Balazs Kerulo, chief engineer of LIFT aircraft, demonstrates a "Hexa" personal drone craft during an event in Lago Vista, Texas, U.S., June 3, 2019. A Texas company aims to sell short recreational flights later this year in a one-seater electric aircraft it has designed that can be controlled by a joystick without requiring a pilot's license. REUTERS/Amanda Voisard

Balazs Kerulo, chief engineer of LIFT aircraft, demonstrates a "Hexa" personal drone craft during an event in Lago Vista, Texas, U.S., June 3, 2019. LIFT Aircraft may end up being the first to sell pleasure rides in such a vehicle, in part because it says the aircraft is light enough to be considered an "ultralight" vehicle by the Federal Aviation Authority. REUTERS/Amanda Voisard

LIFT aircraft employees remove batteries from a "Hexa" personal drone craft, following a demonstration during an event in Lago Vista, Texas, U.S., June 3, 2019. Customers would first spend time learning the controls in a simulator before climbing into a Hexa to fly for up to 15 minutes, the maximum amount of time that can be safely allowed by the batteries. REUTERS/Amanda Voisard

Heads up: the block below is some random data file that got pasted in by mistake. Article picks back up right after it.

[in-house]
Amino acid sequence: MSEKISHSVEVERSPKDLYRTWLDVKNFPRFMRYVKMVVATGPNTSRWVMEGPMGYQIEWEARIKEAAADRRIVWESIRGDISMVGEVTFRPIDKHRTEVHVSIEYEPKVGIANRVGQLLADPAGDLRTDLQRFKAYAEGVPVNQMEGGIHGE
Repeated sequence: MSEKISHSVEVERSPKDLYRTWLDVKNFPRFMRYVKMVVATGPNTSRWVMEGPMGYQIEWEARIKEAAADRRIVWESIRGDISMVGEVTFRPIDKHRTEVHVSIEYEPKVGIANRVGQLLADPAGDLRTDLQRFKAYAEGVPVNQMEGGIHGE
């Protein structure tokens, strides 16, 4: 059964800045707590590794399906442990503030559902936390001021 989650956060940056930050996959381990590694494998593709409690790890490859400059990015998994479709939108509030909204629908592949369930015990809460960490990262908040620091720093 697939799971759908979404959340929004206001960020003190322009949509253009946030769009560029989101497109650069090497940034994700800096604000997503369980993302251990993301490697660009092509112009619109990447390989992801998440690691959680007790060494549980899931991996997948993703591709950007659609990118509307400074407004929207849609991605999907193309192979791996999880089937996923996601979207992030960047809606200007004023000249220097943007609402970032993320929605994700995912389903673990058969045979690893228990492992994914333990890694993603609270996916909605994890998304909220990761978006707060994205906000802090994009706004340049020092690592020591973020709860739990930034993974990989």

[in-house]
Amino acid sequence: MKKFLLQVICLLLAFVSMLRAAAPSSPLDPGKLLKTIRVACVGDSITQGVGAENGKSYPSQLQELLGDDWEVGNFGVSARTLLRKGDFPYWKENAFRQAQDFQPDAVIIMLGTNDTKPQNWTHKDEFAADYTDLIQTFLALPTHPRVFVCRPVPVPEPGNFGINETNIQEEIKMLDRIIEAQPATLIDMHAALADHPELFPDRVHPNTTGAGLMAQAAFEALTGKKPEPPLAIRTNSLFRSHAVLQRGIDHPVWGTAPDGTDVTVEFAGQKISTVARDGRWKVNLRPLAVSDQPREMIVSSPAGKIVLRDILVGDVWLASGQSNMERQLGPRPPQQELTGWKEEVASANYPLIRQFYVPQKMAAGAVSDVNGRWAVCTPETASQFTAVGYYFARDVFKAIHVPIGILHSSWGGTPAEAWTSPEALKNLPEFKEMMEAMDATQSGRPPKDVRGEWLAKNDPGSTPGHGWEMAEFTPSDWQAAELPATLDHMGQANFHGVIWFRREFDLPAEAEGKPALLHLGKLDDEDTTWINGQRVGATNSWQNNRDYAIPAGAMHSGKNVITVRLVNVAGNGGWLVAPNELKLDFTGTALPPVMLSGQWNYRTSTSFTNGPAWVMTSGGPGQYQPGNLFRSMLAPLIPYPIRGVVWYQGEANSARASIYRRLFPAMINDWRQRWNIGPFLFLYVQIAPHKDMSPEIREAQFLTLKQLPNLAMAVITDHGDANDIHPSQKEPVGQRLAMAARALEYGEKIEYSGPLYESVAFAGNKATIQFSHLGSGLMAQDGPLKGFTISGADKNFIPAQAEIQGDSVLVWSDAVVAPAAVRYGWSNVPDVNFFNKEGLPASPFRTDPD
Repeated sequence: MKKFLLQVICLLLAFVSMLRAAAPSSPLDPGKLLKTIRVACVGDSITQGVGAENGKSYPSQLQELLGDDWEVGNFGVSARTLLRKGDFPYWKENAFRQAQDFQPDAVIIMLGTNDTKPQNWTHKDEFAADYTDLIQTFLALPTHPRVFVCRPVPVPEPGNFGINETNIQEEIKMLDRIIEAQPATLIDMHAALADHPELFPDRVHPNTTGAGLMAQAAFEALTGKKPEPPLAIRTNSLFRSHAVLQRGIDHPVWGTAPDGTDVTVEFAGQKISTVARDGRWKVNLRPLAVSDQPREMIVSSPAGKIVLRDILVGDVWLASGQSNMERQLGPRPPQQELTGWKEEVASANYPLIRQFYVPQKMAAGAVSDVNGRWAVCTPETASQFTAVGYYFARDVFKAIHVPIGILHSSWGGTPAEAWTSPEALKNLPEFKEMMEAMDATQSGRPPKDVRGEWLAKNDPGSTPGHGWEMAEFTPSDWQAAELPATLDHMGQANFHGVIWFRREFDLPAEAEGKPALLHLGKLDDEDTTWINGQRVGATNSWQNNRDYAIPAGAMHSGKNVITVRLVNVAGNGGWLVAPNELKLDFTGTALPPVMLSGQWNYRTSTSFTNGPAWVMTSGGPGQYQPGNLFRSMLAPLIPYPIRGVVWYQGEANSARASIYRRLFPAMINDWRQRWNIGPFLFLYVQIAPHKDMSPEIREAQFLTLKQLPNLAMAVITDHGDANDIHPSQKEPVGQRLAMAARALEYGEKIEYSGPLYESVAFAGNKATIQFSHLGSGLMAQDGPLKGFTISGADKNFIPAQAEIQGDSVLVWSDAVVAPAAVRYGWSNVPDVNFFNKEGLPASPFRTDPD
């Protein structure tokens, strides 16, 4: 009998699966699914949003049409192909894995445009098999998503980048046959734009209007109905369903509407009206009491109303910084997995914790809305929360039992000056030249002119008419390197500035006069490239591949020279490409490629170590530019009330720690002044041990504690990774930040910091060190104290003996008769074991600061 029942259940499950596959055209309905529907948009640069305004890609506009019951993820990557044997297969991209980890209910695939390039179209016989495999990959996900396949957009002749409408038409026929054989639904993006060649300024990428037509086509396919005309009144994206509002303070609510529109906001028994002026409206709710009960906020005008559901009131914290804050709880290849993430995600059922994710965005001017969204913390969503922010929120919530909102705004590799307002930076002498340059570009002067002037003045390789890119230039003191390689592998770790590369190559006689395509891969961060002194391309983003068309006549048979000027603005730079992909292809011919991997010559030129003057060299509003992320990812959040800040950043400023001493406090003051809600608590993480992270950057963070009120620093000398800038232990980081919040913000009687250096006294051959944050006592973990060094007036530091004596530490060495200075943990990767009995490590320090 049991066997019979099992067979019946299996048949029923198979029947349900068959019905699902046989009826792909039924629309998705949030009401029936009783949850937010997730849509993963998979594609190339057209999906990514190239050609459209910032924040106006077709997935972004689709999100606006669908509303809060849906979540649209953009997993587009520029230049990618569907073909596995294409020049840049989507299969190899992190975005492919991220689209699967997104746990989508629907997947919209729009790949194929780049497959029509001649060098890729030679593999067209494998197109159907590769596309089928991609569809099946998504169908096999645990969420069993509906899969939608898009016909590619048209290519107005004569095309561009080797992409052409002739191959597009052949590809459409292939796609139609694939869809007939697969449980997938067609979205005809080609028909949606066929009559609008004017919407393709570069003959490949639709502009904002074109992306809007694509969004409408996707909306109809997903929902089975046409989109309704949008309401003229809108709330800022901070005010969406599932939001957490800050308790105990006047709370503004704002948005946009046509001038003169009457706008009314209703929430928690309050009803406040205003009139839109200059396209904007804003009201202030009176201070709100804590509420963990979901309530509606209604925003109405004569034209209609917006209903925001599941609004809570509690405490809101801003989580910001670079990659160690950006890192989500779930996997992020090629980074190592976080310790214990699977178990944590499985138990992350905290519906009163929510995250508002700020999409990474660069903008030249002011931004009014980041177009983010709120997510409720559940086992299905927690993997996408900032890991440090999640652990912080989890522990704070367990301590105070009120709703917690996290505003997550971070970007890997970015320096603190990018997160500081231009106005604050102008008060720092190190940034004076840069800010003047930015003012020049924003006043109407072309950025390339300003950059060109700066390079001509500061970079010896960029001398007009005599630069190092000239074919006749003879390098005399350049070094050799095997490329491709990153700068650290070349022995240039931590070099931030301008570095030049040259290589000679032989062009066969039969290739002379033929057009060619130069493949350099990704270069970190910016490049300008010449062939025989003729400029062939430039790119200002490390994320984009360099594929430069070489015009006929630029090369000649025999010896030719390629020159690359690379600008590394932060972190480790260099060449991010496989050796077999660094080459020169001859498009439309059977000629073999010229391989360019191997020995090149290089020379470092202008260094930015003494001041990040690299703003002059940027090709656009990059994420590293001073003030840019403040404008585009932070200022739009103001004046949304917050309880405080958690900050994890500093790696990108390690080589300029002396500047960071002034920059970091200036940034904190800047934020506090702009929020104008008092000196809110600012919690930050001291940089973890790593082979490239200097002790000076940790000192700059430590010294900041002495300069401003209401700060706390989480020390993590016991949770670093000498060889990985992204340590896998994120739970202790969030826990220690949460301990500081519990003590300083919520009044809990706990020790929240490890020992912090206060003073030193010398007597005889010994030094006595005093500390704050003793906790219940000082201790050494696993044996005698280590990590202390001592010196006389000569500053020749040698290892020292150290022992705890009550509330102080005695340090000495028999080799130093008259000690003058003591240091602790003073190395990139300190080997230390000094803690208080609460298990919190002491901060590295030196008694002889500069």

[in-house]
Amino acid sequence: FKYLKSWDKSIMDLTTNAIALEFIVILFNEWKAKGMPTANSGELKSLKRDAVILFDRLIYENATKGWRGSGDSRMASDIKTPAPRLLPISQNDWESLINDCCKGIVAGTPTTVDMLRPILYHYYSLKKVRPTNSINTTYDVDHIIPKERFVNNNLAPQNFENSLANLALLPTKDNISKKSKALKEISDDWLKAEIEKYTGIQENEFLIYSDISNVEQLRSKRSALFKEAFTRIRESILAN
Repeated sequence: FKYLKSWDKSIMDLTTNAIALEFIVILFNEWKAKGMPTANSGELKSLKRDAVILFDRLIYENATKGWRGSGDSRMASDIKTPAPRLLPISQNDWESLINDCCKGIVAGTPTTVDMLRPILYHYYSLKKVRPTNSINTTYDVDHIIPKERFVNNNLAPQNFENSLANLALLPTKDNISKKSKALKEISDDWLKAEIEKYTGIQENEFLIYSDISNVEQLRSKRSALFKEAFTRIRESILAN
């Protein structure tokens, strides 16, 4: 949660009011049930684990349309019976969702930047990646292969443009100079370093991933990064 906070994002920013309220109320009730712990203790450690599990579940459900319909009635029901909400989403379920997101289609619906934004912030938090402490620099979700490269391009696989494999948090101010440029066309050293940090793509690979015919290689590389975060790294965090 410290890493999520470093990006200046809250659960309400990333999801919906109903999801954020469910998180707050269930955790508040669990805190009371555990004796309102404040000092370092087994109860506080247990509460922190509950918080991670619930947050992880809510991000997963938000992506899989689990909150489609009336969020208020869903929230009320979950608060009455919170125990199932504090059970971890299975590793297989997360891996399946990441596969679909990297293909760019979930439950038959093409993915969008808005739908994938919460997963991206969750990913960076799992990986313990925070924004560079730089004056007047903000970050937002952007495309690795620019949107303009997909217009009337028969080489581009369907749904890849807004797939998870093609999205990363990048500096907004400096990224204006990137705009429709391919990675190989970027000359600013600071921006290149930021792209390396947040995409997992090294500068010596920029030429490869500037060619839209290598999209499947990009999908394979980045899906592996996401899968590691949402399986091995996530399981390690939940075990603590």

LIFT aircraft employees look on during a demonstration of a "Hexa" personal drone craft during an event in Lago Vista, Texas, U.S., June 3, 2019. REUTERS/Amanda Voisard

Balazs Kerulo, chief engineer of LIFT aircraft, demonstrates a "Hexa" personal drone craft during an event in Lago Vista, Texas, U.S., June 3, 2019. REUTERS/Amanda Voisard

Balazs Kerulo, chief engineer of LIFT aircraft, demonstrates a "Hexa" personal drone craft during an event in Lago Vista, Texas, U.S., June 3, 2019. REUTERS/Amanda Voisard